Syrian rebels hunt for snipers near Aleppo on July 23, 2012.
Credit: Bulent Kilic

US Defense Secretary Leon Panetta has accused Iran of building and training a militia to help Syrian President Bashar al-Assad's regime fight the rebels.

"There's now an indication that they're trying to develop - or trying to train a militia within Syria to be able to fight on behalf of the regime," Panetta said during a news briefing at the Pentagon yesterday, CNN reported. "We are seeing a growing presence by Iran and that is of deep concern to us that that's taking place." 

Iran is a staunch Assad ally and yesterday condemned the Organization of Islamic Cooperation (OIC) recommendation to suspend Syria's membership from the world Muslim body.  

Army Gen. Martin Dempsey, chairman of the Joint Chiefs of Staff, explained that the militia Iran is supporting is made up of Syrian Shiite forces and is being used to take the pressure off Assad's regime's forces. 

“Any army would be taxed with that kind of pace,” Dempsey said, the Associated Press reported. “They are having resupply problems, they are having morale problems, they are having the kind of wear and tear that would come of being in a fight for as long as they have.”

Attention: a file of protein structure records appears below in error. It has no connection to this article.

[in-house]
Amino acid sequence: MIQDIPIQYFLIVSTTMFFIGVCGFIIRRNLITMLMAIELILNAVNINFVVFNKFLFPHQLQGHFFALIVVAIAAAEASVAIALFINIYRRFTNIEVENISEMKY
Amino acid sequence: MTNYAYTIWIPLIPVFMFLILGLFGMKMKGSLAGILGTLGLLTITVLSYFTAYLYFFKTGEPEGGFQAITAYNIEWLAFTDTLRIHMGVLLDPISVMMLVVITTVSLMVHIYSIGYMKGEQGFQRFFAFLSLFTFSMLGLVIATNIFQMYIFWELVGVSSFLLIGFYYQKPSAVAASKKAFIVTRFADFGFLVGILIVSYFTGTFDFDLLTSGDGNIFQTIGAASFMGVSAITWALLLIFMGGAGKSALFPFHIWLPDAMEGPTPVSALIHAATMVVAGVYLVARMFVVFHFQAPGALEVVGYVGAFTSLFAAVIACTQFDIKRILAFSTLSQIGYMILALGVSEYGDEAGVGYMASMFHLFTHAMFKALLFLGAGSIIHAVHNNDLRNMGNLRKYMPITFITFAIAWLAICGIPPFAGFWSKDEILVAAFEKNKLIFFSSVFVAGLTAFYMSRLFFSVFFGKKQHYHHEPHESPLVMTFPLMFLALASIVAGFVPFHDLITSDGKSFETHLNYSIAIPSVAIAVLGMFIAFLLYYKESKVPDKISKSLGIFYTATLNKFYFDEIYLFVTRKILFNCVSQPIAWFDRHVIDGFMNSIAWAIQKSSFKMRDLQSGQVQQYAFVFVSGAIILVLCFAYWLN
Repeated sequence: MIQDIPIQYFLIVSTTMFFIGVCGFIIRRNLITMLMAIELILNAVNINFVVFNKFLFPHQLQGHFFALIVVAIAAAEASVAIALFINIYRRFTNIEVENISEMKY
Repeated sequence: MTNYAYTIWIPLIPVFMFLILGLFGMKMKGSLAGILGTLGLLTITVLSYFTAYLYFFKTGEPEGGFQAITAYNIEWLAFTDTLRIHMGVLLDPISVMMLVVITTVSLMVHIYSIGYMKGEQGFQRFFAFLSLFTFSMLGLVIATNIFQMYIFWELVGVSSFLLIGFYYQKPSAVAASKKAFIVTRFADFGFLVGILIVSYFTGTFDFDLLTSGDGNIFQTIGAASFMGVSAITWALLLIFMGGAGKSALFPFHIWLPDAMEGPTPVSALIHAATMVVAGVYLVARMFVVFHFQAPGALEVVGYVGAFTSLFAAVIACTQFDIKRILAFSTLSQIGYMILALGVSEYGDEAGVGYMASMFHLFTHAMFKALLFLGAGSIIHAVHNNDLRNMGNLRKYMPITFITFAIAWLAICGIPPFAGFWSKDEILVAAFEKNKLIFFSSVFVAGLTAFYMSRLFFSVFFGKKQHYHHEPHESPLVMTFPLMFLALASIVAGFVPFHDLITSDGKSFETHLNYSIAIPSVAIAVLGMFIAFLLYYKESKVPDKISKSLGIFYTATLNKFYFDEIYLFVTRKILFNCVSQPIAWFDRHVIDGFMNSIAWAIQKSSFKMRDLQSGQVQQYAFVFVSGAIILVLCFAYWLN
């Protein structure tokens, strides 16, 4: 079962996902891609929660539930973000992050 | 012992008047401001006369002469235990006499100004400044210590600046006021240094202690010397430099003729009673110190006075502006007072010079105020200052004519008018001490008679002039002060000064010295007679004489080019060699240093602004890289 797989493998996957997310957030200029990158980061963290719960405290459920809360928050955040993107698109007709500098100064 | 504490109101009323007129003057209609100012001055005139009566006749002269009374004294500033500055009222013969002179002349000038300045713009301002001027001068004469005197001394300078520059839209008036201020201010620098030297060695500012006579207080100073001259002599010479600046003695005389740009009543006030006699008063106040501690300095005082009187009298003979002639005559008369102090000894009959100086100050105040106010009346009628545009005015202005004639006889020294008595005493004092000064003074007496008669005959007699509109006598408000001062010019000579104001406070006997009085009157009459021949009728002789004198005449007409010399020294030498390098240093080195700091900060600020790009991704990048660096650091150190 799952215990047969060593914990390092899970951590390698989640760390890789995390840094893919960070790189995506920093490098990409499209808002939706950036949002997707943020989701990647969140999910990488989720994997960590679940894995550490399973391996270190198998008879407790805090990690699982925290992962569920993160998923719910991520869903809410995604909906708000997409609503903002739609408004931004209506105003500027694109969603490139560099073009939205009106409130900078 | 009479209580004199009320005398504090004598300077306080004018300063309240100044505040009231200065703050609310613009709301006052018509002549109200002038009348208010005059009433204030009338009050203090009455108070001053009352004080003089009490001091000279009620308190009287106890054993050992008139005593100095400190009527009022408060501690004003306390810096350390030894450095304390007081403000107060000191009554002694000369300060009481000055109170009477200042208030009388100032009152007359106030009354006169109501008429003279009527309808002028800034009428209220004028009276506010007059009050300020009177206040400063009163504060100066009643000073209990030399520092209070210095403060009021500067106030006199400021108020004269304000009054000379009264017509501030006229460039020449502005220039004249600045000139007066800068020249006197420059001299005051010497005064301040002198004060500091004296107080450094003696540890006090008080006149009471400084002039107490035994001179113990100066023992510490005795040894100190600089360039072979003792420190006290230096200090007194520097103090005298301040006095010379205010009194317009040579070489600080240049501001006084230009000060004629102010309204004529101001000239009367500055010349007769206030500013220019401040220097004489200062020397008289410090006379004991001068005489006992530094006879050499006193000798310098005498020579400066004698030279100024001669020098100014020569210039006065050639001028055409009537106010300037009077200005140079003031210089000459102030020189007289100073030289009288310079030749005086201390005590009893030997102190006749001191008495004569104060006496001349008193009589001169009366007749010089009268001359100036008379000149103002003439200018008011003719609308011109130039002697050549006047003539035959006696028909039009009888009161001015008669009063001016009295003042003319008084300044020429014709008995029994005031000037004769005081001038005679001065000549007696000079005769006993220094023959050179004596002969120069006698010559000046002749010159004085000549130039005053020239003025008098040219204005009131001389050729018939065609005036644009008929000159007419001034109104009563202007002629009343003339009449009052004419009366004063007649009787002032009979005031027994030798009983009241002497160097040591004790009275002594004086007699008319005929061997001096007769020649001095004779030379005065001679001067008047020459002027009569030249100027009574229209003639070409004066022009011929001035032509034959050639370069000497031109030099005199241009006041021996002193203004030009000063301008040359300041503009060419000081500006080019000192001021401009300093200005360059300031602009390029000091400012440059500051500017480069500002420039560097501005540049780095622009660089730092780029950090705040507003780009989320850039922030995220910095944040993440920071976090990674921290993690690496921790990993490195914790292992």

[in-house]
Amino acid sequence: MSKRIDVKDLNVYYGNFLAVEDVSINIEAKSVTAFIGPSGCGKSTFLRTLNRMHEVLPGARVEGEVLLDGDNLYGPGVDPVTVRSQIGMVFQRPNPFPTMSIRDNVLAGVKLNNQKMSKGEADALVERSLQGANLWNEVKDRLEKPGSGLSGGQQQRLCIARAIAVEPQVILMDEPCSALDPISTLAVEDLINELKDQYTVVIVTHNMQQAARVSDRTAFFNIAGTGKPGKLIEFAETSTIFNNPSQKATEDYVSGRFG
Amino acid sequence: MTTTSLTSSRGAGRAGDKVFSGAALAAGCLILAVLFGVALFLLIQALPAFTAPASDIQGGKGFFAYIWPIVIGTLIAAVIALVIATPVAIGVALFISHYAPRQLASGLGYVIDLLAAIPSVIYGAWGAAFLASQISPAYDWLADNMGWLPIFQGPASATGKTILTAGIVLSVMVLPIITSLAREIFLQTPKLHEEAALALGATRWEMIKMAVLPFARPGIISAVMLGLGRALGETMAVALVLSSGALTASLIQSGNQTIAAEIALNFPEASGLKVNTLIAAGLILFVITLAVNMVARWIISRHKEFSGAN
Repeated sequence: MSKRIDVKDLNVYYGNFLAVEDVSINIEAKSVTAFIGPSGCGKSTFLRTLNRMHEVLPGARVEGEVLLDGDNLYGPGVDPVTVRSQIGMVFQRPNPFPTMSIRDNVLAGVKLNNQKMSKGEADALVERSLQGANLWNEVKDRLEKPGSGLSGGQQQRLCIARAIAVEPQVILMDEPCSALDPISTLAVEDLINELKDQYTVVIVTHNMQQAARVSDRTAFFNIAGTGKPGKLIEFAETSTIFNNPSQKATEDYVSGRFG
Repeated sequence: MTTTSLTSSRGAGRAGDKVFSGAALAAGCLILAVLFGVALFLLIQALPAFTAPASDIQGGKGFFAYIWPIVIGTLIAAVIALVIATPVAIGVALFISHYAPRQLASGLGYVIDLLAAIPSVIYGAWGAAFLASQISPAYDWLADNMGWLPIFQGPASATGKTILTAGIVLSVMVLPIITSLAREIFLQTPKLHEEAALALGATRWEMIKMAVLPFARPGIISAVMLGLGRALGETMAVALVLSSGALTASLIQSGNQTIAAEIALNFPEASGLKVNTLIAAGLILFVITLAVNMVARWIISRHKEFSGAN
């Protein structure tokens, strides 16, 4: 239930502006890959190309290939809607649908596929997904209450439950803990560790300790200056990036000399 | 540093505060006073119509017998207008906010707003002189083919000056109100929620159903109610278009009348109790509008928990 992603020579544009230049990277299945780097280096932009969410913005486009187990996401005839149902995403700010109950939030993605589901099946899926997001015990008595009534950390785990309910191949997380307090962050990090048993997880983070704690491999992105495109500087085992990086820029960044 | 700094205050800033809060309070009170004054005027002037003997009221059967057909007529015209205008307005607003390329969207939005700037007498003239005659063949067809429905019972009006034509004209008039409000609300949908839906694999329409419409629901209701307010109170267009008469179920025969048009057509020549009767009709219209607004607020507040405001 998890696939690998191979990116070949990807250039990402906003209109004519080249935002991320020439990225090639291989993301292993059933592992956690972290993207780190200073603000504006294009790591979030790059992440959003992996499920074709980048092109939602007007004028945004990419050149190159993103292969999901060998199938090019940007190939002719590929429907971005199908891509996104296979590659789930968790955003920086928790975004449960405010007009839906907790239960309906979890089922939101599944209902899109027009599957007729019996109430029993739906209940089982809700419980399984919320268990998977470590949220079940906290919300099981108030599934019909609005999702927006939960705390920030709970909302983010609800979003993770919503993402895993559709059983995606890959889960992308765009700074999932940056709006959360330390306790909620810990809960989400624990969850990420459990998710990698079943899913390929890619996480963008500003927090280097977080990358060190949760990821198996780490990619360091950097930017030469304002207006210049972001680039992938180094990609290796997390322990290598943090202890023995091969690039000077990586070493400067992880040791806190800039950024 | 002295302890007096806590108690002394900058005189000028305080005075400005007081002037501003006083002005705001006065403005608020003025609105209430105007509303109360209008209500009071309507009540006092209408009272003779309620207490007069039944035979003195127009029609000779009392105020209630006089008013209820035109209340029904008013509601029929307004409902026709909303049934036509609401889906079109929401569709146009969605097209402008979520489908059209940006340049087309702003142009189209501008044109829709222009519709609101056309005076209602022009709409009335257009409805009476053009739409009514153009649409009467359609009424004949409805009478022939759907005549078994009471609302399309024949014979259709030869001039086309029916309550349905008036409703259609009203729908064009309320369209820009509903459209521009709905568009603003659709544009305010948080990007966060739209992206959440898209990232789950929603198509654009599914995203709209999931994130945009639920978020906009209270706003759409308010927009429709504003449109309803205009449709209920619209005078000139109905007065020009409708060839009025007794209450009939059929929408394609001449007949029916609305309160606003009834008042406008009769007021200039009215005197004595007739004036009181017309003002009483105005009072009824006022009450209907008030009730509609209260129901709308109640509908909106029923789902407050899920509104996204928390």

The US has been providing Syrian rebels with non-lethal aid such as communications equipment, CNN reported.

"We have been in discussion with Jordanians and and the Turks. They're both interested mostly in the effects that could spill from Syria into their countries. Both have examined the possibility of a safe haven. And with a safe haven would probably come some form of no-fly zone. But we're not planning anything unilaterally," Dempsey said. However, Panetta repeated the assertions he made during an Associated Press interview on Monday, saying that creating a no-fly zone in the region “is not a front-burner issue” for the US.

A no-fly zone in Syria could hasten the regime's fall, according to military analyst Jeffrey White, who wrote that "the regime's strategy for dealing with the rebellion is failing," writes in an article for the Washington Institute, an American think-tank.

Yesterday, Syria's former prime minister, who defected to Jordan last week, urged supporters to abandon Assad, claiming that the regime was on the brink of collapse.  

At last count, activists reported that more than 20,000 people have been killed in Syria since the uprising began 17 months ago.  

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